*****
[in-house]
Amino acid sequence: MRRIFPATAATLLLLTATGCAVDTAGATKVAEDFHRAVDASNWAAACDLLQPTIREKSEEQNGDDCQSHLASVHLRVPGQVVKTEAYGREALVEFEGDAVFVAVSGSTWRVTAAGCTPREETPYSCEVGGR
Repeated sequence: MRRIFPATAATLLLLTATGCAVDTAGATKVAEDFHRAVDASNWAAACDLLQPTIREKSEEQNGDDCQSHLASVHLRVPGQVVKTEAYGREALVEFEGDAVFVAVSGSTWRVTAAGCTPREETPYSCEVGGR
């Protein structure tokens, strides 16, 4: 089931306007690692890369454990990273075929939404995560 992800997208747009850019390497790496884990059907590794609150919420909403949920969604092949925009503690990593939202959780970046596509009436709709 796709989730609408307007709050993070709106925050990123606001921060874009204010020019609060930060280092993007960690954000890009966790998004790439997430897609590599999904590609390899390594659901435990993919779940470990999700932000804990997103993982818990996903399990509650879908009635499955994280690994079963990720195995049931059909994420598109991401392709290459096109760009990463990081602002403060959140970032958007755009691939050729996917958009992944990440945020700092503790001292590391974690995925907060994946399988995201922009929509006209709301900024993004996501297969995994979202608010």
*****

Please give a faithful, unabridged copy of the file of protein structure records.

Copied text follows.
[in-house]
Amino acid sequence: MRRIFPATAATLLLLTATGCAVDTAGATKVAEDFHRAVDASNWAAACDLLQPTIREKSEEQNGDDCQSHLASVHLRVPGQVVKTEAYGREALVEFEGDAVFVAVSGSTWRVTAAGCTPREETPYSCEVGGR
Repeated sequence: MRRIFPATAATLLLLTATGCAVDTAGATKVAEDFHRAVDASNWAAACDLLQPTIREKSEEQNGDDCQSHLASVHLRVPGQVVKTEAYGREALVEFEGDAVFVAVSGSTWRVTAAGCTPREETPYSCEVGGR
């Protein structure tokens, strides 16, 4: 089931306007690692890369454990990273075929939404995560 992800997208747009850019390497790496884990059907590794609150919420909403949920969604092949925009503690990593939202959780970046596509009436709709 796709989730609408307007709050993070709106925050990123606001921060874009204010020019609060930060280092993007960690954000890009966790998004790439997430897609590599999904590609390899390594659901435990993919779940470990999700932000804990997103993982818990996903399990509650879908009635499955994280690994079963990720195995049931059909994420598109991401392709290459096109760009990463990081602002403060959140970032958007755009691939050729996917958009992944990440945020700092503790001292590391974690995925907060994946399988995201922009929509006209709301900024993004996501297969995994979202608010």